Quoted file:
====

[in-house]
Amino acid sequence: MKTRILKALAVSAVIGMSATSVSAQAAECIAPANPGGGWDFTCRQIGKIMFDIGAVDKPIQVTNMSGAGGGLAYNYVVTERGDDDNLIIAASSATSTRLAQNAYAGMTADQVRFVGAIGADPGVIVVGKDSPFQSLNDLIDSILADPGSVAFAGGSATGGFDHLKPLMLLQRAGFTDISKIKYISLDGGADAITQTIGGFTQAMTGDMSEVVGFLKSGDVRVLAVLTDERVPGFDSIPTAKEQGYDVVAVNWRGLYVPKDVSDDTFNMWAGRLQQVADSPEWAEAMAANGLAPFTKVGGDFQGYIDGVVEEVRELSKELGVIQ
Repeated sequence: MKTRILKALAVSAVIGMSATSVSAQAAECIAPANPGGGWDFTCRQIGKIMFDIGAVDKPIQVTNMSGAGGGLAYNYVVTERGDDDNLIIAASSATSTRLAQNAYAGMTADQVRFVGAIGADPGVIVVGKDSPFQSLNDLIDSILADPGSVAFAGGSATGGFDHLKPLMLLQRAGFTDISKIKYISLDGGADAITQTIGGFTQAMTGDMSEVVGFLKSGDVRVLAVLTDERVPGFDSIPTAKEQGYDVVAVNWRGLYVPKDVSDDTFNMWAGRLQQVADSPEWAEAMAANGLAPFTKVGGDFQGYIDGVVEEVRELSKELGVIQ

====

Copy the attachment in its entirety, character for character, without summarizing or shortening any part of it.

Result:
[in-house]
Amino acid sequence: MKTRILKALAVSAVIGMSATSVSAQAAECIAPANPGGGWDFTCRQIGKIMFDIGAVDKPIQVTNMSGAGGGLAYNYVVTERGDDDNLIIAASSATSTRLAQNAYAGMTADQVRFVGAIGADPGVIVVGKDSPFQSLNDLIDSILADPGSVAFAGGSATGGFDHLKPLMLLQRAGFTDISKIKYISLDGGADAITQTIGGFTQAMTGDMSEVVGFLKSGDVRVLAVLTDERVPGFDSIPTAKEQGYDVVAVNWRGLYVPKDVSDDTFNMWAGRLQQVADSPEWAEAMAANGLAPFTKVGGDFQGYIDGVVEEVRELSKELGVIQ
Repeated sequence: MKTRILKALAVSAVIGMSATSVSAQAAECIAPANPGGGWDFTCRQIGKIMFDIGAVDKPIQVTNMSGAGGGLAYNYVVTERGDDDNLIIAASSATSTRLAQNAYAGMTADQVRFVGAIGADPGVIVVGKDSPFQSLNDLIDSILADPGSVAFAGGSATGGFDHLKPLMLLQRAGFTDISKIKYISLDGGADAITQTIGGFTQAMTGDMSEVVGFLKSGDVRVLAVLTDERVPGFDSIPTAKEQGYDVVAVNWRGLYVPKDVSDDTFNMWAGRLQQVADSPEWAEAMAANGLAPFTKVGGDFQGYIDGVVEEVRELSKELGVIQ